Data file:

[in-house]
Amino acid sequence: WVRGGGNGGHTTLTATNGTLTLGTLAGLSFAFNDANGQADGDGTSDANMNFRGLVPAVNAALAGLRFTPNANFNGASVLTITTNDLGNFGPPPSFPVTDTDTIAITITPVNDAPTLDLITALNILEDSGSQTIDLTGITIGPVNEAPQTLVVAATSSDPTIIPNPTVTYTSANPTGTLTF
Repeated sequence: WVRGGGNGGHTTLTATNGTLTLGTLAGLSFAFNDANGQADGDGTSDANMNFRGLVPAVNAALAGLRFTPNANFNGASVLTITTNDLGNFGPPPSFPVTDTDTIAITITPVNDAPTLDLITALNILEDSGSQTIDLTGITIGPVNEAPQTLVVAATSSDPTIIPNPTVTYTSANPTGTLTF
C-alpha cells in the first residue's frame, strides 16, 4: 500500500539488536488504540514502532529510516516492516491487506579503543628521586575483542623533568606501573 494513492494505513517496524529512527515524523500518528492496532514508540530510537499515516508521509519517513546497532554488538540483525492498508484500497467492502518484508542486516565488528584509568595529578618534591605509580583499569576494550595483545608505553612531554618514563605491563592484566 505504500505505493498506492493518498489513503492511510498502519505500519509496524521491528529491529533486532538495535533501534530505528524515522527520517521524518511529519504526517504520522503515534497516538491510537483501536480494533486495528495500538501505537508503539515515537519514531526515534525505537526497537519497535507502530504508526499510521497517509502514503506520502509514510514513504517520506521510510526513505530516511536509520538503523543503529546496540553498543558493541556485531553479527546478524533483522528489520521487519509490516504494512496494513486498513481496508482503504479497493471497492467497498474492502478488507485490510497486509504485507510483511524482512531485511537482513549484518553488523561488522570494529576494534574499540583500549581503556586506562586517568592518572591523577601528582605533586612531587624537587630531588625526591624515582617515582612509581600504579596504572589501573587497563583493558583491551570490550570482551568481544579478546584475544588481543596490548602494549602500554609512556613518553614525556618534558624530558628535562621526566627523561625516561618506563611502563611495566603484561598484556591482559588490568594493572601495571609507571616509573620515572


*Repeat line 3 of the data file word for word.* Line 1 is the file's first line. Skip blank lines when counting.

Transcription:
Repeated sequence: WVRGGGNGGHTTLTATNGTLTLGTLAGLSFAFNDANGQADGDGTSDANMNFRGLVPAVNAALAGLRFTPNANFNGASVLTITTNDLGNFGPPPSFPVTDTDTIAITITPVNDAPTLDLITALNILEDSGSQTIDLTGITIGPVNEAPQTLVVAATSSDPTIIPNPTVTYTSANPTGTLTF